Ideology and political philosophy
Traditional (Burkean) conservatives tend to be anti-ideological, and some would even say anti-philosophical, promoting rather, as Russell Kirk explains, a steady flow of "prescription and prejudice". Kirk's use of the word "prejudice" here is not intended to carry its contemporary pejorative connotation: a conservative himself, he believes that the inherited wisdom of the ages may be a better guide than apparently rational individual judgment.
There are two overlapping subgroups of social conservatives—the traditional and the religious. Traditional conservatives strongly support traditional codes of conduct, especially those they feel are threatened by social change and modernization. For example, traditional conservatives may oppose the use of female soldiers in combat. Religious conservatives focus on conducting society as prescribed by a religious authority or code. In the United States this translates into taking hard-line stances on moral issues, such as opposition to abortion and homosexuality. Religious conservatives often assert that "America is a Christian nation" and call for laws that enforce Christian morality.
Fiscal conservatives support limited government, limited taxation, and a balanced budget. They argue that low taxes produce more jobs and wealth for everyone, and also that, as President Grover Cleveland said, "unnecessary taxation is unjust taxation". A recent movement against the inheritance tax labels such a tax as a death tax. Fiscal conservatives often argue that competition in the free market is more effective than the regulation of industry. Some make exceptions in the case of trusts or monopolies. Others, libertarians and followers of Ludwig von Mises, believe all government intervention in the economy is wasteful, corrupt, and immoral. More moderate fiscal conservatives argue that "free market economics" is the most efficient way to promote economic growth: they support it not based on some moral principle, but pragmatically, because they hold that it just "works."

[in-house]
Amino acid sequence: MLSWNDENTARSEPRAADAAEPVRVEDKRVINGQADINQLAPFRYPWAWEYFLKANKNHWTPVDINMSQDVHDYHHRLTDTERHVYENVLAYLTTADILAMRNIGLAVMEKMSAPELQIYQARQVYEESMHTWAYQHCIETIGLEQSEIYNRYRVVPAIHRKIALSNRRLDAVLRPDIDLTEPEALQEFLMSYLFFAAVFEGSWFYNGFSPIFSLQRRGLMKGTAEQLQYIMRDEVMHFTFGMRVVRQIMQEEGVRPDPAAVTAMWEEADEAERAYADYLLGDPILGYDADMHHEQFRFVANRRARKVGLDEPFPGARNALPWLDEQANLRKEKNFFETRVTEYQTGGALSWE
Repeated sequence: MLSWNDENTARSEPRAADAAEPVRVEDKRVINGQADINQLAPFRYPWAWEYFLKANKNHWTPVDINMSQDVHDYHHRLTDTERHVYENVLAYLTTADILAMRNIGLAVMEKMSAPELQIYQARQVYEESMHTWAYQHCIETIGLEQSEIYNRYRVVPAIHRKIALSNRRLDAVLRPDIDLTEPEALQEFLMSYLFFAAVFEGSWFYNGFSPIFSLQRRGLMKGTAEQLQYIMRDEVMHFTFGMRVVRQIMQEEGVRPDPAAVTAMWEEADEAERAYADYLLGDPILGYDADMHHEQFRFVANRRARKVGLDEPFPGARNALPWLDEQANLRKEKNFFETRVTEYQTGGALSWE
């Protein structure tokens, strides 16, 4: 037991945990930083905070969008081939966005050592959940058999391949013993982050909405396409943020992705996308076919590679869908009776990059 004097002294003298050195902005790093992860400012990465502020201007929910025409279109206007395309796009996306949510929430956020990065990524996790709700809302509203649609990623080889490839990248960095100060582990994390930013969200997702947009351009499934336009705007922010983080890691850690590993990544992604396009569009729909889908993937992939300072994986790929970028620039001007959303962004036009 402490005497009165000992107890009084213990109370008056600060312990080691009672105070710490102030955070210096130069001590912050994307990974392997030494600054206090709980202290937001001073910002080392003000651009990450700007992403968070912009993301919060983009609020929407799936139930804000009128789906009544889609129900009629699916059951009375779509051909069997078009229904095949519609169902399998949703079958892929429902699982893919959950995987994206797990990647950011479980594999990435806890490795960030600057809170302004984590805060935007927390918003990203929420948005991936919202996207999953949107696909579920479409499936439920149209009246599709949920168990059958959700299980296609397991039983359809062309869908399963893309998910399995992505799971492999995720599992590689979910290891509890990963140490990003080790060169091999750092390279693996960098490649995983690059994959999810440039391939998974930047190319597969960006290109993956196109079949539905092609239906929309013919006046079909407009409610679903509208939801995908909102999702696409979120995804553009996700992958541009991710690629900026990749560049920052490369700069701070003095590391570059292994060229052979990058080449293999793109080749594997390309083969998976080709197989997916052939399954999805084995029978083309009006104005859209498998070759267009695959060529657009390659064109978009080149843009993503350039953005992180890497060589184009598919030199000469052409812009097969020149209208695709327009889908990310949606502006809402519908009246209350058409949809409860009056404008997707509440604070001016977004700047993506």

Most modern American fiscal conservatives accept some social spending programs not specifically delineated in the Constitution. As such, fiscal conservatism today exists somewhere between classical conservatism and contemporary consequentialist political philosophies.
Through much of the 20th century, a primary force uniting the varied strands of conservatism, and uniting conservatives with liberals and socialists, was opposition to communism, which was seen not only as an enemy of the traditional order, but also the enemy of Western freedom and democracy. Thus it was the British Labour government—which embraced socialism—that pushed the Truman administration in 1945–47 to take a strong stand against Soviet Communism.
Social conservatism and tradition
Social conservatives tend to strongly identify with American nationalism and patriotism. They often denounce anti-war protesters and support the police and the military. They hold that military institutions embody core values such as honor, duty, courage, loyalty, and a willingness on the part of the individual to make sacrifices for the good of the country.
Fiscal conservatism and economic liberalism
Fiscal conservatism is the economic and political policy that advocates restraint of governmental taxation and expenditures. Fiscal conservatives since the 19th century have argued that debt is a device to corrupt politics; they argue that big spending ruins the morals of the people, and that a national debt creates a dangerous class of speculators. A political strategy employed by conservatives to achieve a smaller government is known as starve the beast. Activist Grover Norquist is a well-known proponent of the strategy and has famously said, "My goal is to cut government in half in twenty-five years, to get it down to the size where we can drown it in the bathtub." The argument in favor of balanced budgets is often coupled with a belief that government welfare programs should be narrowly tailored and that tax rates should be low, which implies relatively small government institutions.